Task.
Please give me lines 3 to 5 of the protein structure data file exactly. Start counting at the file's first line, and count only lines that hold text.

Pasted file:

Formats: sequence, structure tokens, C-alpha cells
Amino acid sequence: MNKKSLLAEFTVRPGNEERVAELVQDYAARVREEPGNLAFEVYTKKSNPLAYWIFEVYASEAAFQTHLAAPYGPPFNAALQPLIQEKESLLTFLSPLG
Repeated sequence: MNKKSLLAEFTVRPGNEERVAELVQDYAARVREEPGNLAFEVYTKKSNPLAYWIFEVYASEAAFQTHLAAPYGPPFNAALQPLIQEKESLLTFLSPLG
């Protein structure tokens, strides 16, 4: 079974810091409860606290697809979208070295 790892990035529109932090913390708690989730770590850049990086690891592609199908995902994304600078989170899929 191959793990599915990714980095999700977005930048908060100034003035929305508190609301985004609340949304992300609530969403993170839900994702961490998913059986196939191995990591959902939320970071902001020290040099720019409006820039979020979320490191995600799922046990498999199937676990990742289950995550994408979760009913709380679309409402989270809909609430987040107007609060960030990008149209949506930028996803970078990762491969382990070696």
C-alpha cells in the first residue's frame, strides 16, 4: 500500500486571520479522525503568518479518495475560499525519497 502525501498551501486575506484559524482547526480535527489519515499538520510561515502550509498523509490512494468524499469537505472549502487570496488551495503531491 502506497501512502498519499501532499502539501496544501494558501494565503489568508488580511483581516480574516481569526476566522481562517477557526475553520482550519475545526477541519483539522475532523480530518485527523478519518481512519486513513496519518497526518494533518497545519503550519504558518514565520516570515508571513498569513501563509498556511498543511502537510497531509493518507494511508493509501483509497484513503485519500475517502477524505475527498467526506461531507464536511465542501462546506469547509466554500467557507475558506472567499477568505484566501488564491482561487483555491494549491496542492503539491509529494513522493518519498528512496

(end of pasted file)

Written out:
Repeated sequence: MNKKSLLAEFTVRPGNEERVAELVQDYAARVREEPGNLAFEVYTKKSNPLAYWIFEVYASEAAFQTHLAAPYGPPFNAALQPLIQEKESLLTFLSPLG
């Protein structure tokens, strides 16, 4: 079974810091409860606290697809979208070295 790892990035529109932090913390708690989730770590850049990086690891592609199908995902994304600078989170899929 191959793990599915990714980095999700977005930048908060100034003035929305508190609301985004609340949304992300609530969403993170839900994702961490998913059986196939191995990591959902939320970071902001020290040099720019409006820039979020979320490191995600799922046990498999199937676990990742289950995550994408979760009913709380679309409402989270809909609430987040107007609060960030990008149209949506930028996803970078990762491969382990070696």
C-alpha cells in the first residue's frame, strides 16, 4: 500500500486571520479522525503568518479518495475560499525519497 502525501498551501486575506484559524482547526480535527489519515499538520510561515502550509498523509490512494468524499469537505472549502487570496488551495503531491 502506497501512502498519499501532499502539501496544501494558501494565503489568508488580511483581516480574516481569526476566522481562517477557526475553520482550519475545526477541519483539522475532523480530518485527523478519518481512519486513513496519518497526518494533518497545519503550519504558518514565520516570515508571513498569513501563509498556511498543511502537510497531509493518507494511508493509501483509497484513503485519500475517502477524505475527498467526506461531507464536511465542501462546506469547509466554500467557507475558506472567499477568505484566501488564491482561487483555491494549491496542492503539491509529494513522493518519498528512496